Wednesday , June 16 2021

A picture close to a cosmic snowman, the farthest object ever explored – National

The space snowman visited by NASA on New Year's Eve is everywhere and has a bright "collar" between his two melted spheres.

The ice object, discovered more than a billion kilometers from Pluto, resembles a snowman

These are the latest details of Ultima Thule, the most remote object ever explored.

A close-up shot made by NASA's New Horizons spacecraft just before its closest approach on January 1 and released on Thursday shows very small pits of Ultima Thule. They are less than half a mile (0.7 km). There is also a much larger, round depression of the smaller lobe, considered the snowman's head. Scientists do not know if these are crashing craters or holes.

Categorized as contact binary, the length of about 20 miles (32 kilometers), the reddish Ultima Thule has bright and dark patterns. The brightest place is where the two shovels connect. Scientists say that varied coloration can help explain how the ancient site was formed, as the solar system appeared 4.5 billion years ago.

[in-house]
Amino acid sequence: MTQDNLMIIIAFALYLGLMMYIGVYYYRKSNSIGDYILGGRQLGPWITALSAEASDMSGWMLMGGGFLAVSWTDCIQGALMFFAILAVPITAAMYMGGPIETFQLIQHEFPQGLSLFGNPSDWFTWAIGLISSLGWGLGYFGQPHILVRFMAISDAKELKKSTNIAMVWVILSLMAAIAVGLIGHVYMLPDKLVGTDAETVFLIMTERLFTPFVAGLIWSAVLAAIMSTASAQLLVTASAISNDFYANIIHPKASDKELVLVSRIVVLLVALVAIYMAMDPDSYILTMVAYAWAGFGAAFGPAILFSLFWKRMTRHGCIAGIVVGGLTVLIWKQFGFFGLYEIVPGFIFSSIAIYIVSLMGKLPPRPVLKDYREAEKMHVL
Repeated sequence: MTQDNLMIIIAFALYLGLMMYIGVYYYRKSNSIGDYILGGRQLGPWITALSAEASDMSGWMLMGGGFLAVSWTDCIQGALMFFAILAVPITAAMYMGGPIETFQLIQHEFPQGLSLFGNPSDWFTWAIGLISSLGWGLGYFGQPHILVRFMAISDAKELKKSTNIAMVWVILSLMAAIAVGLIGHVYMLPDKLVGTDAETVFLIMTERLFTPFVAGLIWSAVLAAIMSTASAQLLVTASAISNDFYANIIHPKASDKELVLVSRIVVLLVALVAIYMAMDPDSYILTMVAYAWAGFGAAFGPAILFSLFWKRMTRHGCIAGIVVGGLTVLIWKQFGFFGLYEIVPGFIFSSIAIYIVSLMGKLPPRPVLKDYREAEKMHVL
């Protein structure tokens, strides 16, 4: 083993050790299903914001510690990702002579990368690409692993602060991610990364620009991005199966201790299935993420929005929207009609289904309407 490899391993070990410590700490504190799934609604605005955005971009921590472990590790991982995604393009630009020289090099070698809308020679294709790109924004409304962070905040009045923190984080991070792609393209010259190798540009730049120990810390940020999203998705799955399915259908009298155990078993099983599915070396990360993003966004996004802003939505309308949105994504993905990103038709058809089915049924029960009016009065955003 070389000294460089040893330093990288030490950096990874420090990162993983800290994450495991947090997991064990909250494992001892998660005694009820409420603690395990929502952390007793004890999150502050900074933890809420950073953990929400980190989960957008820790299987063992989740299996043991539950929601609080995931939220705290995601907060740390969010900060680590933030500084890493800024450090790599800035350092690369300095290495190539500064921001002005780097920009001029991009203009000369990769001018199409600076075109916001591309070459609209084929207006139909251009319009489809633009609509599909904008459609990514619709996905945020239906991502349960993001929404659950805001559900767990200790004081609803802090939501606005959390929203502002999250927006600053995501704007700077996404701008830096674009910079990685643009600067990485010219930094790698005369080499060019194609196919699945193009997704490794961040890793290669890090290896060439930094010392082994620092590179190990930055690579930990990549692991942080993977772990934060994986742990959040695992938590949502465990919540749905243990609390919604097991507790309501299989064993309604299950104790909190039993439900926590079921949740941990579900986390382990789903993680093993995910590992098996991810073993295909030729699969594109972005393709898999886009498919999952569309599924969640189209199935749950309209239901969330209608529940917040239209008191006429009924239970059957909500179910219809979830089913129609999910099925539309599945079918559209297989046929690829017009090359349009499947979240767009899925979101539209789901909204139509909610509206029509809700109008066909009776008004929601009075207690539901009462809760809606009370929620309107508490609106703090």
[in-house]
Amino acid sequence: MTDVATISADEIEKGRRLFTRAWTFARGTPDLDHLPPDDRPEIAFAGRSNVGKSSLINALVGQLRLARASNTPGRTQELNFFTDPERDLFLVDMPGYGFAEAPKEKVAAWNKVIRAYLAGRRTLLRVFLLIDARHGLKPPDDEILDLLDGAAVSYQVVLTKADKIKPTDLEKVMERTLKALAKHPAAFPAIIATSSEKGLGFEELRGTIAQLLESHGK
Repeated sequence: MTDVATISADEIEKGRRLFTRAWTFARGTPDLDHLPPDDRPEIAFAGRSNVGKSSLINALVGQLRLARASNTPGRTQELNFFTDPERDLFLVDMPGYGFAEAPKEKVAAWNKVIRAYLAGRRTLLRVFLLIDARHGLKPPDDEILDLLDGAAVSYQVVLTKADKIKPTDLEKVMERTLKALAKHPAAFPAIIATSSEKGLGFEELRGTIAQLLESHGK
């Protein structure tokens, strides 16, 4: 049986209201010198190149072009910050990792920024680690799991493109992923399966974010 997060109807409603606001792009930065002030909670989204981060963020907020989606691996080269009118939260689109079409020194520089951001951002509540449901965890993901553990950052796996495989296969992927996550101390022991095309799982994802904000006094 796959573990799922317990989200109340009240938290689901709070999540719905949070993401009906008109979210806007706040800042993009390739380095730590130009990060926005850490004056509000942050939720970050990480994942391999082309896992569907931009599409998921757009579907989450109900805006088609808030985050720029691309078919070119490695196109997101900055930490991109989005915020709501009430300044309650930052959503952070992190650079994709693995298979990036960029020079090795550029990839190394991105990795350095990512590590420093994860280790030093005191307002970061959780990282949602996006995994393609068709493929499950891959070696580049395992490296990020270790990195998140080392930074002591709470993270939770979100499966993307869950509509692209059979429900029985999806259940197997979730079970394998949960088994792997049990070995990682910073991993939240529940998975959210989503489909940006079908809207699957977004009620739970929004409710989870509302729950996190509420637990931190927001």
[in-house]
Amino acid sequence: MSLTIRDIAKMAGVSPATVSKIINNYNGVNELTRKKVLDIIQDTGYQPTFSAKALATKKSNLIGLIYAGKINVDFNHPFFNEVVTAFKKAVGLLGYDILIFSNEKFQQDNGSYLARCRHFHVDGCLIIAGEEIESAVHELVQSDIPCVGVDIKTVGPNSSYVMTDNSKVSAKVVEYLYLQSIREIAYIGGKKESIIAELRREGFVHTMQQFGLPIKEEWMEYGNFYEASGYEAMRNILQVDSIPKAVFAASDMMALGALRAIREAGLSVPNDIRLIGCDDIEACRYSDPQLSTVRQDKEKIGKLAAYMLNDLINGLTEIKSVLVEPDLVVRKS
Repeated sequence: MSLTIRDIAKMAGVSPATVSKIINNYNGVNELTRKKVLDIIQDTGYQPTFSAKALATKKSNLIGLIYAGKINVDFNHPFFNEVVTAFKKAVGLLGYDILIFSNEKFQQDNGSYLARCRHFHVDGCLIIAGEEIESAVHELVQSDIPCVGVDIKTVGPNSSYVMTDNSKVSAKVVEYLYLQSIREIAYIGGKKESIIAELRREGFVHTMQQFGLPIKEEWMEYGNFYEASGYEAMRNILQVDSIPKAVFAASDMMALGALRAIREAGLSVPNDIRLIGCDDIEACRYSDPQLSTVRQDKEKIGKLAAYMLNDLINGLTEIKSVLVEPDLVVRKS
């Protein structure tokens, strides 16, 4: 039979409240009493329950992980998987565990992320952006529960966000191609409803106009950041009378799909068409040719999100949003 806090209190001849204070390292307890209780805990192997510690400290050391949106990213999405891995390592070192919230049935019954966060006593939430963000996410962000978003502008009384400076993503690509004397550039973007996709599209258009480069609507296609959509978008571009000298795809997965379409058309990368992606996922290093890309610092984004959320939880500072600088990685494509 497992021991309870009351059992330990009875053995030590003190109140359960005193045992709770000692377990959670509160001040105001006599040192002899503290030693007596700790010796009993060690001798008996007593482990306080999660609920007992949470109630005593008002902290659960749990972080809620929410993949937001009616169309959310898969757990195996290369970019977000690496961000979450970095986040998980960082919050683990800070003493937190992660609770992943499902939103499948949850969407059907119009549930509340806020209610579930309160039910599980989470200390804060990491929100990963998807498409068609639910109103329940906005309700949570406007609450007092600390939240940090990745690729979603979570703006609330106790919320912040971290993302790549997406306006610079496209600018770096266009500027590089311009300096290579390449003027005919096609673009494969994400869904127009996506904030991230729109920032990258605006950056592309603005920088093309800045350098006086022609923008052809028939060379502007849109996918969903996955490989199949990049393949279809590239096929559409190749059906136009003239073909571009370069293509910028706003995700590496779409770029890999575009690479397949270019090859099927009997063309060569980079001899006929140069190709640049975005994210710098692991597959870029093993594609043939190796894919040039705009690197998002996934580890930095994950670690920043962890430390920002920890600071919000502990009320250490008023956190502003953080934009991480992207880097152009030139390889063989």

WATCH: NASA releases new images on a snow-like rock

Leading scientist Alan Stern of the Southwest Research Institute promises even better shots next month. It will take almost two years for New Horizons to transmit all data from the flight to 4 billion miles (6.4 billion kilometers).

Such a long distance takes more than six hours, while the radio signals travel once. New Horizons is already more than 19 million miles (30.5 million kilometers) beyond Ultima Thule.

Launched in 2006, the spacecraft became the first visitor to Planet Pluto in 2015. Ultima Thule was its second goal. A third destination – even deeper in the so-called Kaiper belt of the frozen fringes of our solar system – may be possible in the 2020s.

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